With the exception of the last iteration of the “RX” series (what was Mazda thinking with the RX8?), the cars that Mazda produced adorning the RX badge were some of the most iconic cars that came from Japan for over three decades. Like other early 70’s JDM cars, the original R100, RX2 and RX3’s share common styling with American muscle car’s although they didn’t quite share the same v8 rumble (Note we are not opening the can of worms that is LS swapped Mazda debate in this post).

Back when the RX3’s hit the shores of Australia, they were an instant hit with the car community, they had a boxy, muscle car look to it, they sounded awesome and were relatively cheap to buy; in the mid 70’s you could fetch one brand new for under $5,000! RX3’s made their way quickly onto the walls as poster cars for a lot of teens growing up and for Pece, he was lucky enough to have older cousins who owned rotaries. He says he remembers riding to his cousin’s house on his pushbike and always being intrigued by them tinkering with the car and that one day, he had to own one.

Building on from his obsession with rotaries, Pece came to purchase his RX3 around 6 years ago to add to his collection saying that it was always the dream rotary he envisioned to own. Stock examples of RX3’s interestingly are not that easy to come by with the majority of them taking on heavy modifications. For Pece, this wasn’t a problem as he had an end goal to build one up for occasional drag duties and after searching for a while, he picked up his RX3 that you see today.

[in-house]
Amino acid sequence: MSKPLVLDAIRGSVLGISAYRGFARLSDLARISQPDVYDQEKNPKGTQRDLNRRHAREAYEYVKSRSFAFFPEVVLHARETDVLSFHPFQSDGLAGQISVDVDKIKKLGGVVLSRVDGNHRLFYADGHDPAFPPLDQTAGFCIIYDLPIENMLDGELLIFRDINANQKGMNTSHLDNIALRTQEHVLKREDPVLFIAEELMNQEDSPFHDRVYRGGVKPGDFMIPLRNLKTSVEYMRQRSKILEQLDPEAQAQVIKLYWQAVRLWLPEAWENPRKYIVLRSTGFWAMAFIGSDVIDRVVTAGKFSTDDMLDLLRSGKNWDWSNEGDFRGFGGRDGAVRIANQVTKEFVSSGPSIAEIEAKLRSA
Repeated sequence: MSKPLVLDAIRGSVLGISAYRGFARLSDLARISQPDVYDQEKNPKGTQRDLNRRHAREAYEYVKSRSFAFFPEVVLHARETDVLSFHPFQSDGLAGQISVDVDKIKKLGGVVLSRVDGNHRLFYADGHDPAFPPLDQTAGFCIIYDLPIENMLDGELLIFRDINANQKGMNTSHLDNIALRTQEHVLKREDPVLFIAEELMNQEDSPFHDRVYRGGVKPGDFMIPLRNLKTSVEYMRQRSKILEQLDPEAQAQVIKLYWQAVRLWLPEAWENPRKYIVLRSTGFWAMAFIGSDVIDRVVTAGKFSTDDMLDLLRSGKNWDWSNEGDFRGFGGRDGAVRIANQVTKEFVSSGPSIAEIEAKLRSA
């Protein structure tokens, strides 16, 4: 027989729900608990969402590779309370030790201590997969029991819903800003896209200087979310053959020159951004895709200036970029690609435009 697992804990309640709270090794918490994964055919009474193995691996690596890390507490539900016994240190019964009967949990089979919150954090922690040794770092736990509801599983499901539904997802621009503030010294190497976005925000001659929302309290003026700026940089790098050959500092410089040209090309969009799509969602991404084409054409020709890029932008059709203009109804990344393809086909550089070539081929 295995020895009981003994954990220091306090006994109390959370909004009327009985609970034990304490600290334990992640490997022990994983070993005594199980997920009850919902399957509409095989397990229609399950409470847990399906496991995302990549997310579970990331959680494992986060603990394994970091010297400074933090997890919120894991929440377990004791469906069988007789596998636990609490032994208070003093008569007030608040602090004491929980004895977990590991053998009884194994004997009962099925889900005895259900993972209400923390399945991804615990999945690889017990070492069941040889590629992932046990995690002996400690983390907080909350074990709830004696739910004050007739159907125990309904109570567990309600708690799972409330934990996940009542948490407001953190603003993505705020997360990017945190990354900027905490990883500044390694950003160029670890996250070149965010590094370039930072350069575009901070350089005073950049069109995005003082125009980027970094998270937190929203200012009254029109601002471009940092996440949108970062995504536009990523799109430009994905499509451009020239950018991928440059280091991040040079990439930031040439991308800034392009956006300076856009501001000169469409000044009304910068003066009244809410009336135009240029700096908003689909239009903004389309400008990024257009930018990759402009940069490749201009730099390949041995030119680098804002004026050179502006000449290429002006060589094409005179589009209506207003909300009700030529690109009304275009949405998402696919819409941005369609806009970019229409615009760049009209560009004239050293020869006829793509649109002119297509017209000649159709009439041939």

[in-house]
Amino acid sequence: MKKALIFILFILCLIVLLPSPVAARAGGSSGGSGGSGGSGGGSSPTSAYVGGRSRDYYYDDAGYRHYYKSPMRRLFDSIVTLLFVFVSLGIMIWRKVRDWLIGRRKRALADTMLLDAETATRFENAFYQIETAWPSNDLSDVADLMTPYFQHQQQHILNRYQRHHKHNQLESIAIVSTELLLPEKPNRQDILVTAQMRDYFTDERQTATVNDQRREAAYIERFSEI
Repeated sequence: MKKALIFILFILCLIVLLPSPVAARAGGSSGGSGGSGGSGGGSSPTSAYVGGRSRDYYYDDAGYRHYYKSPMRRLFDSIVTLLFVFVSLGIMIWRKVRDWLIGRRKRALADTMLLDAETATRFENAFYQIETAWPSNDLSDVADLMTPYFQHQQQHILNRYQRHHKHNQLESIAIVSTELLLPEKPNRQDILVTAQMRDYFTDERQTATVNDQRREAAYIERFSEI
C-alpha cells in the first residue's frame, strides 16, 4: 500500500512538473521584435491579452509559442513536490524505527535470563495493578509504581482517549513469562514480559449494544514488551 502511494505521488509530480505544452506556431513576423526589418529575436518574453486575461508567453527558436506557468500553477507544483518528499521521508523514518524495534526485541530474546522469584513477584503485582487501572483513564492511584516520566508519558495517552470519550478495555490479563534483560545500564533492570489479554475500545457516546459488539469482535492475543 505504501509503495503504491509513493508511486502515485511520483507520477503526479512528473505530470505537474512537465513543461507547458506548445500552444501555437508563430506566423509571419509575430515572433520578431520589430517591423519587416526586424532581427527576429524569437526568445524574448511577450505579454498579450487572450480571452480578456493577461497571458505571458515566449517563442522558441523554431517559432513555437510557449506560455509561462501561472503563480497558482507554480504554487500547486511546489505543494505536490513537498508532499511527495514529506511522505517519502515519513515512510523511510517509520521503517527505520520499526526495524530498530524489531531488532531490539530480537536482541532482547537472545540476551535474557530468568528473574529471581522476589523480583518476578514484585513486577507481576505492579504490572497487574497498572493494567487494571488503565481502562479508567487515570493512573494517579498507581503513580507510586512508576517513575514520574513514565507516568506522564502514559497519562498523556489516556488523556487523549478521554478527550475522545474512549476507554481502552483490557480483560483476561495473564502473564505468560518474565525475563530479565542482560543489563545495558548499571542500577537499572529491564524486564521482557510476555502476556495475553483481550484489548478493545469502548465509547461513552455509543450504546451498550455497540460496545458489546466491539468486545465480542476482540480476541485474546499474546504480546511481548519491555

The heavily modified 13B turbo motor was already producing mid 8 second passes but after many drag runs, the car was in need of some TLC. Pece said that his initial priority was actually to bring it back to street duties with some tidy ups to the engine bay and to the body. As with many well intended ‘tidy-ups’ one thing led to another and he felt that he just wanted to go bare bones and get everything redone.

One quick look from the rear and you instantly know that this thing means business with the rear tyres consuming almost what looks to be half of the width of the entire car. To accommodate for this, some major surgery had to be performed to the rear of the car to cater for the massive 295 rear tyres that wrap around the drag spec Weld Racing wheels. Up front the Rx3 has received the opposite treatment with a pair of front runner’s to help reduce rolling resistance.

To refresh the exterior of the Rx3 Pece knew there was only once place he could take the car to do the job properly, Custom Bodyworks. The vibrant blue of the car is actually a custom colour that was based off an original Mazda factory paint code. What’s pretty neat is to see splashes of the custom blue throughout the car such as the roll cage, seat stitching and various parts of the engine bay like the alternator and throttle body.